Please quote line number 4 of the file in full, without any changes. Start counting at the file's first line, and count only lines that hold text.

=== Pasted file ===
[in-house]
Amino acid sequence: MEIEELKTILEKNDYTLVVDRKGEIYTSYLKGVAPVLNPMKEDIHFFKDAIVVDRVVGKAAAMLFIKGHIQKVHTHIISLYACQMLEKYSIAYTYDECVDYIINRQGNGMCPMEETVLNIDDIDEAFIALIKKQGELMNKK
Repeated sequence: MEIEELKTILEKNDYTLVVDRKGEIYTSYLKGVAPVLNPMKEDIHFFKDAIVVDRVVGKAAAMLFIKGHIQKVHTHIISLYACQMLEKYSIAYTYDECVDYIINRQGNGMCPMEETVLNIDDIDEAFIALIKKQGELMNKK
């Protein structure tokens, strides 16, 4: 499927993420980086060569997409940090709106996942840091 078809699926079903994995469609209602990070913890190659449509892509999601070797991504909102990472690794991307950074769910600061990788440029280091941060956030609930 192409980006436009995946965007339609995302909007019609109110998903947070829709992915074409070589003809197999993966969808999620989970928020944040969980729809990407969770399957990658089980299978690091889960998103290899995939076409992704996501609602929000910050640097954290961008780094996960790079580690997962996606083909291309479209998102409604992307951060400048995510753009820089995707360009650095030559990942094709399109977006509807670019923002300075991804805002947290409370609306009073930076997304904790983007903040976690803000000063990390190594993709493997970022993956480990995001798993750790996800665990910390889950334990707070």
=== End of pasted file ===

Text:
């Protein structure tokens, strides 16, 4: 499927993420980086060569997409940090709106996942840091 078809699926079903994995469609209602990070913890190659449509892509999601070797991504909102990472690794991307950074769910600061990788440029280091941060956030609930 192409980006436009995946965007339609995302909007019609109110998903947070829709992915074409070589003809197999993966969808999620989970928020944040969980729809990407969770399957990658089980299978690091889960998103290899995939076409992704996501609602929000910050640097954290961008780094996960790079580690997962996606083909291309479209998102409604992307951060400048995510753009820089995707360009650095030559990942094709399109977006509807670019923002300075991804805002947290409370609306009073930076997304904790983007903040976690803000000063990390190594993709493997970022993956480990995001798993750790996800665990910390889950334990707070």